Writers from science fiction author Larry Niven to the late Dr. Jacob Bronowski have claimed “Female animals don’t have orgasms.” Even marine mammalogist Dr. Susie Shane told me this many years ago, when we were both undergraduate students at New College. I don’t know whether she has reversed her opinion in the intervening years; if so, she has not communicated it to me, although I asked her. (In fact, although we are Facebook friends, she hasn’t communicated with me at all.)
I’m not sure how they all can be so certain, since very little research has been done on this subject. In science this is known as an “unprovable negative hypothesis,” since one example to the contrary is sufficient to disprove it. I do know my dolphin partner had an orgasm when we made love, because she vocalized under water, and I could hear her. And because afterward she hugged me with her flippers and stared into my eyes in what I took to be gratitude. None of these observations is sufficient to convince a scientist, however.
But it must be asked: if female animals don’t experience some kind of pleasure from sexual penetration, what’s in it for them? Why is the cow in the above unaltered photo mounting the bull? Is this purely a functional evolutionary signal that she is in estrus, or does she derive some intrinsic pleasure from the experience? How can we tell? Furthermore, why does the bull apparently submit to it? Does he know she derives pleasure from it? Does he know it will lead to pleasure for him?
In other words, how does courtship in the animal kingdom proceed? And do female animals experience orgasm? I believe they do, but it depends as much on who’s mounting them as how. A study of some species of monkey showed the females were more likely to show features of orgasm when they were being mounted by a high status ranking male.
A female dog isn’t particularly demonstrative during sex, but she certainly has the capacity for orgasm under the right conditions. If you look at a lot of dog-on-dog sex video, as I do, you learn several things about the canine sex act. Dogs get stuck together because of their unique genitalia. When the male dog’s penis is fully inserted in the bitch’s vagina, the base of it, just inside the bitch’s outer labia, swells up in a matter of seconds into a huge, rock-hard spheroid called the bulbus glandis. This enormous bulb, which is three or four times the diameter of the shaft of the penis, causes the bitch’s outer labia to go into spasm, locking the penis bulb in place between the inner and outer labia, and locking the happy couple together for the duration of their affaire d’amour.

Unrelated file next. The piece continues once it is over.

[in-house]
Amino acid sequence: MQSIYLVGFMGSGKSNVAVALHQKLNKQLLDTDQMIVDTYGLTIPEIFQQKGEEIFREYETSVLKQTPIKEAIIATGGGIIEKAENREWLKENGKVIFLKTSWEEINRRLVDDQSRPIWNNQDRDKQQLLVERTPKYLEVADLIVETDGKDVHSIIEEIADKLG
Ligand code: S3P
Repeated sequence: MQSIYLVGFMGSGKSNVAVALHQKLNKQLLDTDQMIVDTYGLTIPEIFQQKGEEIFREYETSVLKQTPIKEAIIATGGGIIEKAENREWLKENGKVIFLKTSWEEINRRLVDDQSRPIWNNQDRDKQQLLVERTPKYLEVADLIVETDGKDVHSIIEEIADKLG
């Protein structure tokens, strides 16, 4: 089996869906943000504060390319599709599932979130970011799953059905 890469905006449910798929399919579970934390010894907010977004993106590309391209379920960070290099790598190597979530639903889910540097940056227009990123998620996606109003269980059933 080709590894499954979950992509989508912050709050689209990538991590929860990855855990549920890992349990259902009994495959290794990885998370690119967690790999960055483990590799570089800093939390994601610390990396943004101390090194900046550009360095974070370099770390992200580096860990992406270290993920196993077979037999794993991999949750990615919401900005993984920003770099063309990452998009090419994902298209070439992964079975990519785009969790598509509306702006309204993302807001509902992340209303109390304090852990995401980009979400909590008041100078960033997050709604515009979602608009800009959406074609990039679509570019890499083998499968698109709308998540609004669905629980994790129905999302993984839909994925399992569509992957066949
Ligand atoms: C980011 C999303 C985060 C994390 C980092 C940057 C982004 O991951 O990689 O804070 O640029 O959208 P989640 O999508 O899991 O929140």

While waiting for the bulbus glandis to deflate, the male may try to remain on the female’s back, but this isn’t usually successful. What he must do, if he wants to be truly comfortable and secure (as comfortable and secure as he can be with his penis locked inside another independent organism), is swing one of his legs over her back as he dismounts and turns around, bringing them tail to tail and initiating that phase of mating known as the copulatory tie. As you would know if you viewed a lot of dog sex videos, it is at this point that the female frequently collapses for a few seconds, with the male’s penis still embedded in her, before rallying and regaining her footing. What has happened? She’s had an overwhelming orgasm! Why? Because the swollen bulbus glandis is pushing on her clitoris.
When I had sex with my late, beloved female dog Pixel, I could tell when she was having an orgasm because her vagina would gently squeeze me. It was usually simultaneous with my orgasm. A male dog, locked inside her, would experience this squeezing as a sensation of being milked. These involuntary contractions are what sex researchers Masters & Johnson defined as the female orgasm in humans. Of course, scientists don’t know this, because they aren’t having sex with their dogs, just philosophizing about it.